He came to Nazareth, where he had grown up, and went according to his custom into the synagogue on the sabbath day. He stood up to read and was handed a scroll of the prophet Isaiah. He unrolled the scroll and found the passage where it was written:  “The Spirit of the Lord is upon me, because he has anointed me to bring glad tidings to the poor.  He has sent me to proclaim liberty to captives and recovery of sight to the blind, to let the oppressed go free, and to proclaim a year acceptable to the Lord.”  Rolling up the scroll, he handed it back to the attendant and sat down, and the eyes of all in the synagogue looked intently at him.  He said to them, “Today this scripture passage is fulfilled in your hearing.” Luke 4:16-21


Let us pray.  O God, by the life, death and resurrection of Your only begotten Son our Lord Jesus Christ, You purchased for us the rewards of eternal life; grant, we beseech You that while meditation on these  mysteries of the Most Holy Rosary of our Blessed Virgin Mary, we may imitate what they contain and obtain what they promise. Through the same Christ our Lord. Amen. 

Pray for us Mother of God, that we may be made worthy of the promises of Christ. Amen.


As you look at these scripture passages above, you are probably wondering from what Lectionary these came.  These are not passages from the readings for today’s Mass – the Memorial of Saint Irenaeus, bishop and martyr. 

Instead, these readings are from the Mass of Christian Burial for Ruth DeCristofaro, my mother who will be laid to rest today.  Mom died after a long goodbye fighting the devastation of Alzheimer’s that finally extinguished the last spark from her bright eyes.
Since her birth in 1932, those eyes paired with her infectious smile to dance throughout the East Coast.  They danced down the aisle of Our Lady of Pity Church in Staten Island on November 26, 1955 when Ruth Rizzo married Salvatore DeCristofaro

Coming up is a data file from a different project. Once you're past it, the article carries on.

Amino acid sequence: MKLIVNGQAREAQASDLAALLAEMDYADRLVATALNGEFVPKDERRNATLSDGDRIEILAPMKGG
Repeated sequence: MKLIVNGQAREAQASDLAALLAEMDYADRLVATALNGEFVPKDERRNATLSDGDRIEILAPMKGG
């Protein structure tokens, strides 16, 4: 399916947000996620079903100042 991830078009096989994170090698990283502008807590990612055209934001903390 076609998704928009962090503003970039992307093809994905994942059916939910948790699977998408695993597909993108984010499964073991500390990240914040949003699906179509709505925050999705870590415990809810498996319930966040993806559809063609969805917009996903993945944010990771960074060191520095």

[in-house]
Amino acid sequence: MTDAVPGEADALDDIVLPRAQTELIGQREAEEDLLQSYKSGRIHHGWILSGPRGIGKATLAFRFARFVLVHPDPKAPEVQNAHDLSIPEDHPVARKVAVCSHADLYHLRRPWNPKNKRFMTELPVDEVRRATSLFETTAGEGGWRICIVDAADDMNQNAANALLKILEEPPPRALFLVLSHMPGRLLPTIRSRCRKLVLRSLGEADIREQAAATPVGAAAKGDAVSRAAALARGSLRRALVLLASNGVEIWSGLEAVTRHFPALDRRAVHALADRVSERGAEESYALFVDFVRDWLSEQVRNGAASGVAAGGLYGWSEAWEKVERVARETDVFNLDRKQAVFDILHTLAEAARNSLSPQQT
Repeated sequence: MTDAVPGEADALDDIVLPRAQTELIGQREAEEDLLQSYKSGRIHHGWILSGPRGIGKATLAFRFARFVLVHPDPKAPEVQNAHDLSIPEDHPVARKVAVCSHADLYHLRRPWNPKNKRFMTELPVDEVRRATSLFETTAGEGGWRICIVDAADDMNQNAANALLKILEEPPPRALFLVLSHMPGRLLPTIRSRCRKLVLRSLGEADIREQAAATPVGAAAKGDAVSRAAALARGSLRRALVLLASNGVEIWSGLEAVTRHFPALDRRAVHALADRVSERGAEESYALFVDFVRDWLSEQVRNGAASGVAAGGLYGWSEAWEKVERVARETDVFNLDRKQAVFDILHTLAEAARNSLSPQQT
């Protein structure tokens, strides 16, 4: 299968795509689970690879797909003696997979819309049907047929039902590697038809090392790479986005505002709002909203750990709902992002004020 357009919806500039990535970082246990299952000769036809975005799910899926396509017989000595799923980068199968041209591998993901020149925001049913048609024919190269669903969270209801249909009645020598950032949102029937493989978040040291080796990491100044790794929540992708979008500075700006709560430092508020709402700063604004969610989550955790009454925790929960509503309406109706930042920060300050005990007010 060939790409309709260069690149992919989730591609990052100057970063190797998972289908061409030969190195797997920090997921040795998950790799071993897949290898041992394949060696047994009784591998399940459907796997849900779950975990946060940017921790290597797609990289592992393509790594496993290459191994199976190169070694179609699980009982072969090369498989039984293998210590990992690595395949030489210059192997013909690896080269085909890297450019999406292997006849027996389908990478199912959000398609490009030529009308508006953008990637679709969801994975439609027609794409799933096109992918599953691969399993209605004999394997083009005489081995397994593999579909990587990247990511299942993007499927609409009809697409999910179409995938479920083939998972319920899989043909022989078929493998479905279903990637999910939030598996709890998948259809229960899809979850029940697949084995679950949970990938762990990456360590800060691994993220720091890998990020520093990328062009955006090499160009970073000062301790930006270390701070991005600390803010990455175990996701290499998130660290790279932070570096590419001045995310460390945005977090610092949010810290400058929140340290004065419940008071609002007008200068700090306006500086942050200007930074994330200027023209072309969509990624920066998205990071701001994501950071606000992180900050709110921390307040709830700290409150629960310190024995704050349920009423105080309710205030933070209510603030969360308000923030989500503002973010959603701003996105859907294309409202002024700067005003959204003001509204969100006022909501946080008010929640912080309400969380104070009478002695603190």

At the end of the Rosary, we pray we may imitate what the mysteries of the Rosary contain and obtain what it promises in the name of Christ our Lord.  Mom lived in imitation of the mysteries of the Rosary, especially the Joyful mysteries and her beads were wrapped around her frail hands as she was laid to her final rest. 

How often she “announced” to us the good news – how our grandparents, aunts, uncles, cousins and others surpassed some special milestone.  Sometimes the news was not always good, like when Dad was diagnosed with Lou Gehrig's disease in 1986.  Sometimes, it was great, like when she tearfully called to say she won the lottery in 1992 -- relieving her of financial worries for the rest of her life and paving the way for her five grandchildren to attend the college of their choice.

“Visitation” was so much a part of her life – visiting and being visited – that she did indeed live Hebrews 13:1-2 (“Let mutual love continue.  Do not neglect hospitality, for through it some have unknowingly entertained angels.”)  Not a holiday passed that without either our home being filled with revelry or that we packed ourselves off in the family car to visit other family members.